As a small business owner, you likely have or eventually will run into the need for additional working capital. So how do you know where to turn? Should you try and take out a business loan or should you potentially look for a financing partner to work with? This decision is not one that should be made hastily. If you do decide to go with equity financing versus a more traditional commercial loan, you need to be aware of all that this entails. In this article, we will look at what should ideally go into choosing whether to work with a financing partner to raise money for your business or if it makes more sense to apply for business financing through a lending institution.
Raising Cash for Your Small Business
Especially if your business is relatively new, you may not have a huge supply of cash reserves on hand. And if you do have funding needs—be it long or short term---this could present a problem. You don't want to exhaust your savings and yet you may have limited options. This is where working with financing partners could potentially be a lifeline for your company.
What it comes down to for numerous business owners is the choice between raising capital via equity financing or debt financing. With equity financing, you are offering equity in the company in exchange for an investment. With debt financing, you are likely going to work with a lending institution to try and borrow the funds required. While both means of raising capital certainly have their upsides, it is crucial to understand the cons involved with both equity financing and therefore working with financing partners, as well as understanding the downsides to debt financing. Some entrepreneurs will utilize a combination of both to get the money they need for their business.
Selling Equity in the Company to Financing Partners
When a business owner sells shares of the company to raise more money, this is known as equity financing. Regardless of whether you're in the early stages of the business or have been around for some time, selling equity in the company is usually always an option. And to whom you sell the shares is also a consideration. You can sell to individual investors and you can also sell to larger groups of investors. Depending on the position of your company, you can either offer these shares privately or if your business is growing relatively fast, you might consider an offering to the general public.
When you do sell off shares in the business, you are giving the shareholders specific rights. These can include ownership of a percentage of the company, the right to dividends, and the capacity to look at the corporate books at their discretion, among other such rights.
Often when looking to sell equity in the company to raise the needed money, a small business owner may turn to a venture capitalist as their financing partner. For the most part, a venture capitalist will usually act as a silent financing partner. They will give the business an infusion of cash because they believe in the future profitability of that business. To this end, a VC might offer suggestions regarding the overall direction of the company and what can be done to ensure sustainability. They might insist on checking up on the business from time to time. And then, of course, there are those more active financing partners who do take a hands on role in terms of the day to day operations.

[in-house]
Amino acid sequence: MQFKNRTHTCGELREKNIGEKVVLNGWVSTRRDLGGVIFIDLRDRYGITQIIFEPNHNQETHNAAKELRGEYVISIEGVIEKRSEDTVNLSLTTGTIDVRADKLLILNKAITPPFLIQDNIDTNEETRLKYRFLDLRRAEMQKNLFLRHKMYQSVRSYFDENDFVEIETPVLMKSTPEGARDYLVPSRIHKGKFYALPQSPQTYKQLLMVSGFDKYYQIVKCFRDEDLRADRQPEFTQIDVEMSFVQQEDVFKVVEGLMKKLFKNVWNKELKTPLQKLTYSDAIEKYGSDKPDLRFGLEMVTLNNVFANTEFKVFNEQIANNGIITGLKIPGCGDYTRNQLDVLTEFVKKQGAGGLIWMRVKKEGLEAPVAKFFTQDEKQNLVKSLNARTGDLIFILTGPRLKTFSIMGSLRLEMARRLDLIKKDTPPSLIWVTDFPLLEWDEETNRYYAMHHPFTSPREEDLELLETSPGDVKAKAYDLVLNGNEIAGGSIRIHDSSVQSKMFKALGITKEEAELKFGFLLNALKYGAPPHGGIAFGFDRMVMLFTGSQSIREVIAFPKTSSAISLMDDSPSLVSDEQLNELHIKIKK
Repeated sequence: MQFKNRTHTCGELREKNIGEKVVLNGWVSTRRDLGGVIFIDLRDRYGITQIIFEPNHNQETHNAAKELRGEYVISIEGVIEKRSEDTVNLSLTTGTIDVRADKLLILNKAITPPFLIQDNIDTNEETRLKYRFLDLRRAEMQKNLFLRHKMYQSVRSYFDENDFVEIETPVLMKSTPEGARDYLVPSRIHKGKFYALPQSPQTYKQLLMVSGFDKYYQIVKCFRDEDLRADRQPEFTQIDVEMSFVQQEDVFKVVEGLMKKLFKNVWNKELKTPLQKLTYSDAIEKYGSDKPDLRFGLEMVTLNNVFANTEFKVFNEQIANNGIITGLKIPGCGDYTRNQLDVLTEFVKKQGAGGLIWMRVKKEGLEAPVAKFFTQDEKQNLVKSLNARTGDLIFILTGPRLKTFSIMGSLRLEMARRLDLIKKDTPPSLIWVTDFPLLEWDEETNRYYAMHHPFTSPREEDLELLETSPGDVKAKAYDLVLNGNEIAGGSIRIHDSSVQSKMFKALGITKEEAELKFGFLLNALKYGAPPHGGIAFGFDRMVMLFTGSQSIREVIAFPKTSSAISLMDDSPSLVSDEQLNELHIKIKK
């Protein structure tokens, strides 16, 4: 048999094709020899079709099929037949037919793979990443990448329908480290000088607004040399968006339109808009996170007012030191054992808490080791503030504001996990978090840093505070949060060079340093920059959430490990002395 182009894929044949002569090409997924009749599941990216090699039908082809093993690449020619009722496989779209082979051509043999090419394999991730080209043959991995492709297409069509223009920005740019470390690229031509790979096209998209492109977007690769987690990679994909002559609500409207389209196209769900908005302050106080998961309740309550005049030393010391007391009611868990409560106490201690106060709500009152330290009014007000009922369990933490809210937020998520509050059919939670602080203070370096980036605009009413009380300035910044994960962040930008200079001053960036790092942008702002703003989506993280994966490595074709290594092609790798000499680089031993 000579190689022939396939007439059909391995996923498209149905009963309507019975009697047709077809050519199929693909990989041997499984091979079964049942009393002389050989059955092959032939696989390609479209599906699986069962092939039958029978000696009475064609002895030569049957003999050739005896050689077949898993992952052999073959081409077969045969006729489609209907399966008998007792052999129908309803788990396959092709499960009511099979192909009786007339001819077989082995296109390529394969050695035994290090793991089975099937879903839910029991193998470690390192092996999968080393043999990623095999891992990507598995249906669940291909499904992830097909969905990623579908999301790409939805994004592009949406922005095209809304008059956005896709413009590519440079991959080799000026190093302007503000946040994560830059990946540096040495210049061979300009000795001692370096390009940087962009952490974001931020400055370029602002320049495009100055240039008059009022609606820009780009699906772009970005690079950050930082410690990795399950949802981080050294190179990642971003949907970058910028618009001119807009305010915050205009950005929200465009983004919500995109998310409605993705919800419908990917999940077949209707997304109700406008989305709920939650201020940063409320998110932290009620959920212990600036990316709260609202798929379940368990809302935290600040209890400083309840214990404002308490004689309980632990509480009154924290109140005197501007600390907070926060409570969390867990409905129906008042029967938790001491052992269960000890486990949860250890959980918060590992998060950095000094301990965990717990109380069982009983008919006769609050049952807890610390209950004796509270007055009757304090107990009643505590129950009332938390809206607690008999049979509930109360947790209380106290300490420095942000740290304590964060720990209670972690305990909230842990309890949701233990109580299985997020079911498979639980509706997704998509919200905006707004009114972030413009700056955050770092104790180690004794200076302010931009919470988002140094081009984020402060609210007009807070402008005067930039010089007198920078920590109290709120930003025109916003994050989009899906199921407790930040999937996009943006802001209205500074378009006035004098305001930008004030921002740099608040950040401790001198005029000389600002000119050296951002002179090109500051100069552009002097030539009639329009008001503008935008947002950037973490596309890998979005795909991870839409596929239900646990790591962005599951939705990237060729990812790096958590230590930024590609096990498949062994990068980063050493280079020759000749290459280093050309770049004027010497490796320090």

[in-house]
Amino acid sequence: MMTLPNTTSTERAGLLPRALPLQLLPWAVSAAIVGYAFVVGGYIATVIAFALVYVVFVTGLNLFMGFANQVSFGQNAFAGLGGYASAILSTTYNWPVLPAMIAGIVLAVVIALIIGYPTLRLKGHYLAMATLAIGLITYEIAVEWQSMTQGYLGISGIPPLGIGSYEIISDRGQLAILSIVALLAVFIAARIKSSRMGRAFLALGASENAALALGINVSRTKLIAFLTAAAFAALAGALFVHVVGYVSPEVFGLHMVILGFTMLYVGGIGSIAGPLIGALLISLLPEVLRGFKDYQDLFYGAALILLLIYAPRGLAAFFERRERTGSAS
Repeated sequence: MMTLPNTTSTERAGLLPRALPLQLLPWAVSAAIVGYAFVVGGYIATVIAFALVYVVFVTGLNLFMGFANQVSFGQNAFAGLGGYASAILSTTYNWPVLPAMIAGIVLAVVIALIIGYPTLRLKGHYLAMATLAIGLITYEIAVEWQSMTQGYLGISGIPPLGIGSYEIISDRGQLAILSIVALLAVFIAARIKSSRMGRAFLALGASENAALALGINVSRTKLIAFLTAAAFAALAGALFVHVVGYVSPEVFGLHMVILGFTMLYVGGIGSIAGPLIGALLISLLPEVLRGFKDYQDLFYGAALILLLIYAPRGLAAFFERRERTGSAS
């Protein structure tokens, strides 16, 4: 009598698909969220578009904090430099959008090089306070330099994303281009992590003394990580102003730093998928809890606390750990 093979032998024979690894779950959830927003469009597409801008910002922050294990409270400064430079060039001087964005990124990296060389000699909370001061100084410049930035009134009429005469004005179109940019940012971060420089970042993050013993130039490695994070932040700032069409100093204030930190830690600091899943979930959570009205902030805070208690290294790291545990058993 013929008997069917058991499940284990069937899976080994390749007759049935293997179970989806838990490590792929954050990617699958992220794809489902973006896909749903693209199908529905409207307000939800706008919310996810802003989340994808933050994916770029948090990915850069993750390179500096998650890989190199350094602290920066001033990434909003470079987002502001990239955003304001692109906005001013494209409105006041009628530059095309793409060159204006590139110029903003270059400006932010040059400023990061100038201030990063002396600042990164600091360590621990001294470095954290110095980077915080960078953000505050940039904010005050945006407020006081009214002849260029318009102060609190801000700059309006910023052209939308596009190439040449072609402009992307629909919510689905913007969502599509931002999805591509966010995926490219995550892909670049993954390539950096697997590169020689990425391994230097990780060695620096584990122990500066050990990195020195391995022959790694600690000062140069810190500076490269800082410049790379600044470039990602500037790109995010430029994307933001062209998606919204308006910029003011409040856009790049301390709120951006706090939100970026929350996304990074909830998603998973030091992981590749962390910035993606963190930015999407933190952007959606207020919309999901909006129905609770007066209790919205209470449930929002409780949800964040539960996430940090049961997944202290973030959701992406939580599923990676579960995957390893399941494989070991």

The pros and cons of having financing partners
There are upsides and downsides to equity financing and consequently working with a partner to this end.
On the plus side:
- You get the money needed without having to go into debt.
- Some financing partners will help as far as offering advice and even doing some work for the business.
- Depending on their level of involvement, it may free up some of your time.
On the downside:
- You will have to distribute some of your future profit based upon the percentage owned.
- You no longer have complete control over your business.
- Disagreements about how to run the company can arise and therefore spur tensions.
Debt Financing to Get More Capital
The more traditional way of raising money for your company is to approach a lender about a business loan. This way you are not having to give up a percentage of your company and you maintain complete control. As with equity financing, there are going to be both pros and cons to working with a bank or lender and taking on debt.
On the plus side:
- You do not have to relinquish any control of the business.
- There are more flexible ways/means of borrowing money.
- You can choose the financing offer that makes sense for you.
On the downside:
- You are now taking on debt.
- Depending on loan size, this could limit future loan amounts.
The question of debt versus equity financing and thus taking on financing partners is one that every business owner does need to spend some time thinking through carefully. Are you willing to give up equity in your company? Are you willing to give up some control? And of course, do you want to share your profits with financing partners?
In terms of applying for a business loan and going the debt financing route, you also want to think about whether or not this is a good fit for the business. Consider if you can make monthly or weekly repayments comfortably without feeling the crunch. Think also about whether this is the right time for your company to take on new debt. Both financing options have pros and cons. Which you choose is certainly an important decision and one that will ultimately impact your company moving forward.